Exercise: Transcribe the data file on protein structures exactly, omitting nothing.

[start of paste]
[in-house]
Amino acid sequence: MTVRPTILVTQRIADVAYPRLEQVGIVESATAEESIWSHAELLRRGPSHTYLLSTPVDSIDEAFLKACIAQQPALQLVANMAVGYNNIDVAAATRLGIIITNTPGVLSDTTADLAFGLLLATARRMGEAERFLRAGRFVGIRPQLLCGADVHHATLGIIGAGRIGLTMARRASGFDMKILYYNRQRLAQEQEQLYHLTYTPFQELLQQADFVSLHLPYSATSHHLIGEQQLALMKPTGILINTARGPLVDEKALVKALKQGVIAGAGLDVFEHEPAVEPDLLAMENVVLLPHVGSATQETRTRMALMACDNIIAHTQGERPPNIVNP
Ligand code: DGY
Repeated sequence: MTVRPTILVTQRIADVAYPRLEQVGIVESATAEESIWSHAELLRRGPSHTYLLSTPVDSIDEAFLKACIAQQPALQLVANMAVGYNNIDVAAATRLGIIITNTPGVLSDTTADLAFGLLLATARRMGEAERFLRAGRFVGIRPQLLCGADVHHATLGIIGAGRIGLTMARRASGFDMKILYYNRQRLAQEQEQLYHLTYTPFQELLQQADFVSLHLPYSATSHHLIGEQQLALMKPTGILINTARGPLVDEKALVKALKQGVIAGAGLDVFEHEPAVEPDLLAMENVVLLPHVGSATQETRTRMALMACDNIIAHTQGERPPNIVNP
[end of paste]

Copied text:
[in-house]
Amino acid sequence: MTVRPTILVTQRIADVAYPRLEQVGIVESATAEESIWSHAELLRRGPSHTYLLSTPVDSIDEAFLKACIAQQPALQLVANMAVGYNNIDVAAATRLGIIITNTPGVLSDTTADLAFGLLLATARRMGEAERFLRAGRFVGIRPQLLCGADVHHATLGIIGAGRIGLTMARRASGFDMKILYYNRQRLAQEQEQLYHLTYTPFQELLQQADFVSLHLPYSATSHHLIGEQQLALMKPTGILINTARGPLVDEKALVKALKQGVIAGAGLDVFEHEPAVEPDLLAMENVVLLPHVGSATQETRTRMALMACDNIIAHTQGERPPNIVNP
Ligand code: DGY
Repeated sequence: MTVRPTILVTQRIADVAYPRLEQVGIVESATAEESIWSHAELLRRGPSHTYLLSTPVDSIDEAFLKACIAQQPALQLVANMAVGYNNIDVAAATRLGIIITNTPGVLSDTTADLAFGLLLATARRMGEAERFLRAGRFVGIRPQLLCGADVHHATLGIIGAGRIGLTMARRASGFDMKILYYNRQRLAQEQEQLYHLTYTPFQELLQQADFVSLHLPYSATSHHLIGEQQLALMKPTGILINTARGPLVDEKALVKALKQGVIAGAGLDVFEHEPAVEPDLLAMENVVLLPHVGSATQETRTRMALMACDNIIAHTQGERPPNIVNP